AFRICANS buy 36 billion bottles of Coke a year. Because the price is set so low—around 20-30 American cents, less than the price of the average newspaper—and because sales are so minutely analysed by Coca-Cola, the Coke bottle may be one of the continent’s best trackers of stability and prosperity.
A nivel macro, cuando a Coca Cola le va mal (ya sea por ventas bajas o por un ambiente de negocios hostil), también le tiende a ir mal a la economía del país en cuestión.
Coca-Cola’s bottling plant in Eritrea hardly works because the country’s totalitarian government makes it impossible to import the needed syrup. The factory in Somalia sputtered on heroically during years of fighting but finally gave out when its sugar was pinched by pirates and its workers were held up by gunmen. Mr Cummings admits that Coca-Cola is “on life support” in Zimbabwe.
Por otro lado, hay países donde las expectativas de la empresa son positivas lo que, según esta teoría, sugiere que a esos países les irá bien.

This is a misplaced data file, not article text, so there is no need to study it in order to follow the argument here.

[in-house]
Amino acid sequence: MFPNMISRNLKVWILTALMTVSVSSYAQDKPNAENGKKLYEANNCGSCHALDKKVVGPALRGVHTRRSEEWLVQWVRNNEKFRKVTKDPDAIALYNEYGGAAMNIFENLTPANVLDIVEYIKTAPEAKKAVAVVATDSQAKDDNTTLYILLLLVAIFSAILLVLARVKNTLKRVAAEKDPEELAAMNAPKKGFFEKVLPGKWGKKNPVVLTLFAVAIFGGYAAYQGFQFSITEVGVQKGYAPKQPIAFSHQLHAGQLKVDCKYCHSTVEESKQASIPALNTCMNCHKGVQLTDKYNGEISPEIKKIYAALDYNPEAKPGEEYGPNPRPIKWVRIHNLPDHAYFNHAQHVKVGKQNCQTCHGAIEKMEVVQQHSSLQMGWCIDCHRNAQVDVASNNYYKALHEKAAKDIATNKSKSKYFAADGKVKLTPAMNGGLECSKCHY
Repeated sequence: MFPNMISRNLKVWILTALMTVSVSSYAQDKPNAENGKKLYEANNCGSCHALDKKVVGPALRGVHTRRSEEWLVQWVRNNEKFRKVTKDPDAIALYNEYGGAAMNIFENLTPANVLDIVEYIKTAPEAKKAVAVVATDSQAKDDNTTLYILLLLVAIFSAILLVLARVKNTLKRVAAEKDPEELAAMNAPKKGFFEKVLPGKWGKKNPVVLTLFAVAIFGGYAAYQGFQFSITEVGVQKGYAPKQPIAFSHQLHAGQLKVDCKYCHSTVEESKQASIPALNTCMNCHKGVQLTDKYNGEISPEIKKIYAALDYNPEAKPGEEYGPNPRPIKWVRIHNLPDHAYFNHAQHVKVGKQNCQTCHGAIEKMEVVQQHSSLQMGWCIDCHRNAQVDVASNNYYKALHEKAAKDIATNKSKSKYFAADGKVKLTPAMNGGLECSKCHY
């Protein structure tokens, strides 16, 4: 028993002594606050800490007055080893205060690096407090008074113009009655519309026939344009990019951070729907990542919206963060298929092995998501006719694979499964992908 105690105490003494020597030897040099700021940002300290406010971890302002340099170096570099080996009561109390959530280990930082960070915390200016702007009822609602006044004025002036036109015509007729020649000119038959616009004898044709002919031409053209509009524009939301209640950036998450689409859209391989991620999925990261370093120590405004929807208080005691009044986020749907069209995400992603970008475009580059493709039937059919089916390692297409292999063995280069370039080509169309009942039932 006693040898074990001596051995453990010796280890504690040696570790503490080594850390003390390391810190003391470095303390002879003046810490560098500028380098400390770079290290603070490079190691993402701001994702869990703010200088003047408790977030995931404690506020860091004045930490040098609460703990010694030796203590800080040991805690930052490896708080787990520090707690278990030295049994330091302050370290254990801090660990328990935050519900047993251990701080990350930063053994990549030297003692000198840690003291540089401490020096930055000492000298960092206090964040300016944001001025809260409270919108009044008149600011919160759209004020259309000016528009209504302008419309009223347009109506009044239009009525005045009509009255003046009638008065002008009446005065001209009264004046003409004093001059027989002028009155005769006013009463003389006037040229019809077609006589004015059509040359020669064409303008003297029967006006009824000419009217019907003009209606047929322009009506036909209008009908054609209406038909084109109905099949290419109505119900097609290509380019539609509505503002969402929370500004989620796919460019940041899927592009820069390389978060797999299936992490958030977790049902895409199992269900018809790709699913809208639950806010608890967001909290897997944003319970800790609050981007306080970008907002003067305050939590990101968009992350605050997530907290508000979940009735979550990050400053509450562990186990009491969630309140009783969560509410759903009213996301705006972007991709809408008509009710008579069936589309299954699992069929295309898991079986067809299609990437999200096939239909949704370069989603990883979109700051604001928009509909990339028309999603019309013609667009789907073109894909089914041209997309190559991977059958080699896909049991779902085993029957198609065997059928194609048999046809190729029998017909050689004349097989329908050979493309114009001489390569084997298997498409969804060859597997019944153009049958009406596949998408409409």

The company expects sales in Africa to grow by an annual 10-13% over the next few years, handily outstripping economic growth. The biggest markets will be in petro-economies such as Nigeria and Angola, and countries like Ghana and Kenya where a middle class is emerging. Kenya’s citizens may like to know that, despite their country’s many troubles earlier this year, Coca-Cola has invested $50m in a new bottling plant and $10m in new offices.
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